than anyone else, that “yes” is not enough. We could all learn
something from this stigmatised community, if only we’d talk more openly.
I’ll stop,” my boyfriend told me later that night, as I squirmed on a hard
chair during dinner. “You know that, right?”
the country where we lived at the time, that combination was perfectly legal.)
We were young. We didn’t know anything about responsible BDSM even as we
explored our kinks together. How were we supposed to learn? Neither of us owned
a laptop, and I wasn’t about to research our unusual sexual fixation from a
public Internet cafe. John and I were merely following our impulses into
murky—and potentially dangerous—territory.
boundaries and responsibilities are heightened in kink. And they’re not always
obvious. After all, it was only after a spanking—one of many—that John finally
thought to introduce a safe word into our play. Before that, it would have been
entirely possible for our consensual and mutually satisfying encounters to
cross the line into assault. When hurting your partner as he or she cries and
begs you to stop is part of the fun, how do we know where the fun stops? Can
the foggy edge of kink teach us anything about sexual consent in general?
makes it hard to admit that kinky relationships—just like vanilla
relationships—sometimes do become abusive.
Hardy, a kink educator and the author of several BDSM books, including When
Someone You Love Is Kinky. “We go there intentionally.”
Ghomeshi, a host of the popular CBC show Q, was fired. At least nine women and
one man have accused Ghomeshi of assaulting them; he claims that their
interactions were consensual BDSM, citing sadomasochistic text messages and
emails as evidence of consent.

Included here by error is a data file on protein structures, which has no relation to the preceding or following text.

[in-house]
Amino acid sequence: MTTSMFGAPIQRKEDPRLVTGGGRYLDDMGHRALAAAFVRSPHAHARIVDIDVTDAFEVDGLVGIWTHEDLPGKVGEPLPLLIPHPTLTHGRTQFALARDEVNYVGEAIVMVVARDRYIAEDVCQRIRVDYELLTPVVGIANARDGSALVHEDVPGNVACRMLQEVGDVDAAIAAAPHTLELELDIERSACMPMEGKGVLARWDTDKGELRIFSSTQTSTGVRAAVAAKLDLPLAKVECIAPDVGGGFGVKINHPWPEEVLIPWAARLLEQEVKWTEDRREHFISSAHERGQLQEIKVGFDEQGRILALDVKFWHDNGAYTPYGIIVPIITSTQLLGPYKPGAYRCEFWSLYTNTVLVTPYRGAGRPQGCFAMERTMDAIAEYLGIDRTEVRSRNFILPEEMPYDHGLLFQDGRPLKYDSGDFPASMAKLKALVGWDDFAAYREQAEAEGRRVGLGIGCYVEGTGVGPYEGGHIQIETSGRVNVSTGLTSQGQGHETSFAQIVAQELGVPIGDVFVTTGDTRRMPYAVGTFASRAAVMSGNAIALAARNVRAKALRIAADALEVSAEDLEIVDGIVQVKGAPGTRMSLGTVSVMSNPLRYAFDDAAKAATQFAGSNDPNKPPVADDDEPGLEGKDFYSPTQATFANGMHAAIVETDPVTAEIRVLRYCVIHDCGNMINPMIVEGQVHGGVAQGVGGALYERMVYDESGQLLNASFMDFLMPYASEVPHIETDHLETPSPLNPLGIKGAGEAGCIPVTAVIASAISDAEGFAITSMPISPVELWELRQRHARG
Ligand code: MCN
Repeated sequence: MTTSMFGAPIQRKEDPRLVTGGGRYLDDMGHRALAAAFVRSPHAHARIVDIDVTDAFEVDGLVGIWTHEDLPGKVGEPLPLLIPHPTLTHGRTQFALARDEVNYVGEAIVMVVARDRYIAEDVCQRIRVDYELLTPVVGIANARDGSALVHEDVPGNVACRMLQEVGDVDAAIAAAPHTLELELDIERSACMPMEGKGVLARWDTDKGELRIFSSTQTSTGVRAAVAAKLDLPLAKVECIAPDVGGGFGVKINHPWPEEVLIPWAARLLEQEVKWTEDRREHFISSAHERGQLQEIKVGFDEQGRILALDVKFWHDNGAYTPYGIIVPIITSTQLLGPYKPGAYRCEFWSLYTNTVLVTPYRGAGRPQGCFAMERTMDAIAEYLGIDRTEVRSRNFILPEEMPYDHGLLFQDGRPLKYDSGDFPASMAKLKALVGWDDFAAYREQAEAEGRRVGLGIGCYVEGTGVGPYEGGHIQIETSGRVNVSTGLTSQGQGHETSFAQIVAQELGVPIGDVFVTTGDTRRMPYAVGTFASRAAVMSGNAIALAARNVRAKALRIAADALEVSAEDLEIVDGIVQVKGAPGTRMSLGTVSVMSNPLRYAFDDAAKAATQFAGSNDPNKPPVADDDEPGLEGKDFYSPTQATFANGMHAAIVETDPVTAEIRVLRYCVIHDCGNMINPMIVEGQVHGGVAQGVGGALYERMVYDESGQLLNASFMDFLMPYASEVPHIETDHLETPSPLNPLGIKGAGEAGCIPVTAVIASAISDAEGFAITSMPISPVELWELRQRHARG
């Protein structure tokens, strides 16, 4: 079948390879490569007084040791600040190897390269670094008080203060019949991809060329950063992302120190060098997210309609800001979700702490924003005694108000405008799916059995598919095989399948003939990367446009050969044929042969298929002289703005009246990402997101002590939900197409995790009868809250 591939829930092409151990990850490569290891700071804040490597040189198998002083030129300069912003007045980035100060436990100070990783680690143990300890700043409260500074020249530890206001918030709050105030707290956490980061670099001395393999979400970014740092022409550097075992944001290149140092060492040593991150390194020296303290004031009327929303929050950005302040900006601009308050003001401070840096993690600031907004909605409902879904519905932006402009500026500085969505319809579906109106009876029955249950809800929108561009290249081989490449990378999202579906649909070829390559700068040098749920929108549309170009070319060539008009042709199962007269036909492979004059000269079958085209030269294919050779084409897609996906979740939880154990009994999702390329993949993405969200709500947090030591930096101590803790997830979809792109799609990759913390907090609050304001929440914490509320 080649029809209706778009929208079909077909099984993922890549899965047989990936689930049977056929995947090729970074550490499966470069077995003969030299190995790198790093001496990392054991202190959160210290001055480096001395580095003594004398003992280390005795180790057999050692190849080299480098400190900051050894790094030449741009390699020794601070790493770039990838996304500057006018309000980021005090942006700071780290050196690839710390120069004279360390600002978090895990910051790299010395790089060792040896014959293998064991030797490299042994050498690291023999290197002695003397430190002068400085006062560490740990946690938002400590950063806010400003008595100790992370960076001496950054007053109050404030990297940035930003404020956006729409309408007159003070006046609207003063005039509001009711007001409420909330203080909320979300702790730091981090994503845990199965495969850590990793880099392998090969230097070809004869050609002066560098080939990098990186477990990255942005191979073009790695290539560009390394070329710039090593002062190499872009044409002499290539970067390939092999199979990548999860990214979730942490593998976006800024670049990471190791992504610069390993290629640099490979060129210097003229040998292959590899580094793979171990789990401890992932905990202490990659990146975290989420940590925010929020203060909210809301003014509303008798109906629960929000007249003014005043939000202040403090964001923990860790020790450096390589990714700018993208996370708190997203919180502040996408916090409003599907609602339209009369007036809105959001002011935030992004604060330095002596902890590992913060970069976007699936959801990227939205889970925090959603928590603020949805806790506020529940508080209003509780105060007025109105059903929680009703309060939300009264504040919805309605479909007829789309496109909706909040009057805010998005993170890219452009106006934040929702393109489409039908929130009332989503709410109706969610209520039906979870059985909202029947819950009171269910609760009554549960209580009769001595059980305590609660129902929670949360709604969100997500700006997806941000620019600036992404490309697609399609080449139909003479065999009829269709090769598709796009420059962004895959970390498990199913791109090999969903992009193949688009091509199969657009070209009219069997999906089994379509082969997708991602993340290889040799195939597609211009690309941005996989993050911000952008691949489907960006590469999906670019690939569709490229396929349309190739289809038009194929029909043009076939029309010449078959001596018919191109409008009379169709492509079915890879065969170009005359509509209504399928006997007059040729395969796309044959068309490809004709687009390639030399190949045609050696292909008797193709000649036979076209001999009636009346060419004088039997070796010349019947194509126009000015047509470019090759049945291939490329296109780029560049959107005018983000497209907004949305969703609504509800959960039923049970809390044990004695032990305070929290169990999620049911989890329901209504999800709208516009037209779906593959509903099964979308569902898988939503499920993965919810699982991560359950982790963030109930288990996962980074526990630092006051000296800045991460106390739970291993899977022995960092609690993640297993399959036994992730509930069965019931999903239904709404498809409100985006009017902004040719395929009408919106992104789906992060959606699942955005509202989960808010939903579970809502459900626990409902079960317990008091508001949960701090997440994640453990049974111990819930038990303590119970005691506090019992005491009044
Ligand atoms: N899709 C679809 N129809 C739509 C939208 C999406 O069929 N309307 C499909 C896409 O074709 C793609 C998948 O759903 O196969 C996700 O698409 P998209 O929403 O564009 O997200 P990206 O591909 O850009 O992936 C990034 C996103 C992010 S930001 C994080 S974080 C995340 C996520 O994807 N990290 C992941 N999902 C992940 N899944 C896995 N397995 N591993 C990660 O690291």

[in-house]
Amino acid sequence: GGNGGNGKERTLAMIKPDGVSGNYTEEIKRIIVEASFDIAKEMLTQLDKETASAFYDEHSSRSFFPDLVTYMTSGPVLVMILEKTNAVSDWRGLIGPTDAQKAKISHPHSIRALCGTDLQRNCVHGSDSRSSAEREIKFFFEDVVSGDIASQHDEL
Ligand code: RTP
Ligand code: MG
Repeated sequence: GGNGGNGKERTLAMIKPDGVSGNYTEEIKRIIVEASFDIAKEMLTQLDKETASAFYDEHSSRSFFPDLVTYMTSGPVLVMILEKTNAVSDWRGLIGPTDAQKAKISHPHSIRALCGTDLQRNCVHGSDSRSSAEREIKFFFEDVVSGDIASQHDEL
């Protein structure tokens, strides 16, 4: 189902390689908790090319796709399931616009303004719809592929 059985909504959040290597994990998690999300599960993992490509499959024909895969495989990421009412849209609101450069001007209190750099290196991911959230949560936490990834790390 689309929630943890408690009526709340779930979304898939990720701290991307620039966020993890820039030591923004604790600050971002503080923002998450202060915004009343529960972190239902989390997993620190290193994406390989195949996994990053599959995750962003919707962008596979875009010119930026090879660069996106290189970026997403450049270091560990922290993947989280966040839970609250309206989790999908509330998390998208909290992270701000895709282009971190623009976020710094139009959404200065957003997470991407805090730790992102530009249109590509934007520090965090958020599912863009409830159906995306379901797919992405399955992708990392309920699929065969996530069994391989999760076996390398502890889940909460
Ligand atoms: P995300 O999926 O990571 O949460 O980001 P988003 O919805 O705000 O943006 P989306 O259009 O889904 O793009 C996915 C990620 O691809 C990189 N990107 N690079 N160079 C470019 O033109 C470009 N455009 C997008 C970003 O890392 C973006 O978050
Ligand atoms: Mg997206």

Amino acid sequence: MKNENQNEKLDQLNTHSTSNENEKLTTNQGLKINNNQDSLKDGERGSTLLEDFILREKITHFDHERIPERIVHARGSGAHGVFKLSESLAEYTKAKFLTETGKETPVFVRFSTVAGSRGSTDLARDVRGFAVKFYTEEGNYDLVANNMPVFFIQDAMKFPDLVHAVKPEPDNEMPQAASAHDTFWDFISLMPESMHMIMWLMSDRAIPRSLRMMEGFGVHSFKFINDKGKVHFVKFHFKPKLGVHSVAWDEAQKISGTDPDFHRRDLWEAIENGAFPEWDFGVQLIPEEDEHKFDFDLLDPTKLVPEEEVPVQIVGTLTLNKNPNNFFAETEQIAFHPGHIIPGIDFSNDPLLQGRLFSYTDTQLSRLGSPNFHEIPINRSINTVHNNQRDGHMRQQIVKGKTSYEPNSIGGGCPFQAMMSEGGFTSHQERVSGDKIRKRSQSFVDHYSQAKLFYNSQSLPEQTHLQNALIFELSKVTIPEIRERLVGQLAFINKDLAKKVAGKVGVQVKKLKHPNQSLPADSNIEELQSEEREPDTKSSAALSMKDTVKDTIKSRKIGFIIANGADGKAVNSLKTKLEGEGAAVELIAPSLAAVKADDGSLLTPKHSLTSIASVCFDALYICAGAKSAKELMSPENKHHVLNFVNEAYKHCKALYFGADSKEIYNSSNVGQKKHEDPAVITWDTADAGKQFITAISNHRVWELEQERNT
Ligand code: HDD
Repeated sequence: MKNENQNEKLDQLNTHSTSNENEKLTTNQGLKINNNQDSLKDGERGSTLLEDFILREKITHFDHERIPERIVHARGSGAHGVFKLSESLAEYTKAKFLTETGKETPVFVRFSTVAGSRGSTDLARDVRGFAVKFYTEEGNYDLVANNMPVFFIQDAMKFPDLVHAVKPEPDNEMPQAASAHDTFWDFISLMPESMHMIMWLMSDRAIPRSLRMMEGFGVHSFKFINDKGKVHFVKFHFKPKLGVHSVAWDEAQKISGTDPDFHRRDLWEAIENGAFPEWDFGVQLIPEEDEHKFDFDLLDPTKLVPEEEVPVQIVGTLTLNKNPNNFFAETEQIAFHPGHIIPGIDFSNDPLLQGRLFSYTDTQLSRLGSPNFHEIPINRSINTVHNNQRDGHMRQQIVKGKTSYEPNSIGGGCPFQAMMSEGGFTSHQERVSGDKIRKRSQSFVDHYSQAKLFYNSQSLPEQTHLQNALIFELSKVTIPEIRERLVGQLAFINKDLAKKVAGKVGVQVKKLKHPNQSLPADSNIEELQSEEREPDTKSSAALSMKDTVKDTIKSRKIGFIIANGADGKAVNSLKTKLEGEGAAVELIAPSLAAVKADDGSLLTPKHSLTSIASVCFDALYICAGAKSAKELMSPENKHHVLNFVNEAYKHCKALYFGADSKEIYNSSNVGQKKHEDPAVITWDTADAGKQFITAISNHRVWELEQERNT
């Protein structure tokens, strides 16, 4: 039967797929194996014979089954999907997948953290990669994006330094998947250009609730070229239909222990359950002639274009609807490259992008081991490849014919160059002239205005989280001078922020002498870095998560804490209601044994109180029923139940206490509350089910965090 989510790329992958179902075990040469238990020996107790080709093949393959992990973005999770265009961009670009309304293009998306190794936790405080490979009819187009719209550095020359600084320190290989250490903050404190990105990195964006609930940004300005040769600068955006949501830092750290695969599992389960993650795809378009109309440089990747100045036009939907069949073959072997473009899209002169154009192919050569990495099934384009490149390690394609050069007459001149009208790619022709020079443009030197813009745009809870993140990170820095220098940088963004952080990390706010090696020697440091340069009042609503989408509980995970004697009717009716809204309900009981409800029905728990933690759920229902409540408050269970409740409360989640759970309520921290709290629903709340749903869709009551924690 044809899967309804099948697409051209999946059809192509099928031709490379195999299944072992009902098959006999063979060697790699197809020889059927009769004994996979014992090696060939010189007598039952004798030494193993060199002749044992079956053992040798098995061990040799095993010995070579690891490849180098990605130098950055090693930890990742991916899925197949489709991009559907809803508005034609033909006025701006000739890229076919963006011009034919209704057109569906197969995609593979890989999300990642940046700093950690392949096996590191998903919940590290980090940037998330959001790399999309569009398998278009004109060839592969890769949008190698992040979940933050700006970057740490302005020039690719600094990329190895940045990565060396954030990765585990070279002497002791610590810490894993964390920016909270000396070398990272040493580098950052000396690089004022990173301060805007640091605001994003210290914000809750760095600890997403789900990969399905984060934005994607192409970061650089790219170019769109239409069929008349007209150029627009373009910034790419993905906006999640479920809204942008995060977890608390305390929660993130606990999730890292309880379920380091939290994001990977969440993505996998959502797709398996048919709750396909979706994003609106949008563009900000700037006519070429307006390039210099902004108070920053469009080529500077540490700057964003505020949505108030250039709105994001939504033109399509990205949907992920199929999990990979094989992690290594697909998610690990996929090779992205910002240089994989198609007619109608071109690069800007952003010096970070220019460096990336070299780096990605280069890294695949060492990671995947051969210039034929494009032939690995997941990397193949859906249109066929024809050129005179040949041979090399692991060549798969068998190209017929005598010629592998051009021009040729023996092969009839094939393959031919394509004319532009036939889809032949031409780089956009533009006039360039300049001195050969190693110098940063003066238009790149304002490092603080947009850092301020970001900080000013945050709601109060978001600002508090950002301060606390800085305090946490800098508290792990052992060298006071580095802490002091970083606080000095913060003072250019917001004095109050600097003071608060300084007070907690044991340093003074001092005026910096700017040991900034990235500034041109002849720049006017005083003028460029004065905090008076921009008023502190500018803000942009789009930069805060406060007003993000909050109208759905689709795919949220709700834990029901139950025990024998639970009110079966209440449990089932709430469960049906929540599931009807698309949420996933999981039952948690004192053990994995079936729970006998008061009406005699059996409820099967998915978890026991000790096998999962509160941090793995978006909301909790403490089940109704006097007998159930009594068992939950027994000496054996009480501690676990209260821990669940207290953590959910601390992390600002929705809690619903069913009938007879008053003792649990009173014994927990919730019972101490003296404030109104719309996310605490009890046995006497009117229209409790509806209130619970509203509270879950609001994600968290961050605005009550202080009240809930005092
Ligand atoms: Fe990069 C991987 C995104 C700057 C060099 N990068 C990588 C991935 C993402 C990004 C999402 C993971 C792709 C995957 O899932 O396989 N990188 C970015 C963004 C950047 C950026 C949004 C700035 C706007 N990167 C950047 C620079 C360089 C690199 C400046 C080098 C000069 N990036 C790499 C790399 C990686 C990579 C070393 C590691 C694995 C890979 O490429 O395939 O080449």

kinky, he expresses his kink in a habitually and apologetically irresponsible
way. In his analysis, Dan Savage theorized that “Ghomeshi isn’t a safe, sane,
and consensual kinkster. He’s a reckless, abusive, and dangerous one who has
traumatised some women and lucked out with others.”
widely misunderstood and condemned. Blog posts and articles designed to shame
and humiliate kinksters proliferate online. Those perspectives aren’t rare: In
2013, even Slate, a progressive publication (and one that has been a hospitable
and supportive host for my own work on the subject), ran a series of articles
that argued it is “perfectly normal” to reject BDSM as a healthy point on the
spectrum of human sexuality, and compared consensual BDSM to domestic violence.
myths about kinksters and seemed to chuckle at child abuse, Slate’s advice
columnist even joked that kink is formed by childhood trauma. It’s a common
perception, but not a victimless one. There are perfectly healthy BDSM
practitioners who hold major positions in psychiatry as doctors, academics, and
even mainstream psychology textbook authors, but you’ll never hear about them.
(Unless, for the second time in its history, someone decides to shock some
sexual sense into the American Psychiatric Association from behind a mask.)
Meanwhile, that stereotype only sends every other kinkster the message that we
are “messed up”—and therefore shouldn’t be surprised or outraged if messed up
things happen to us.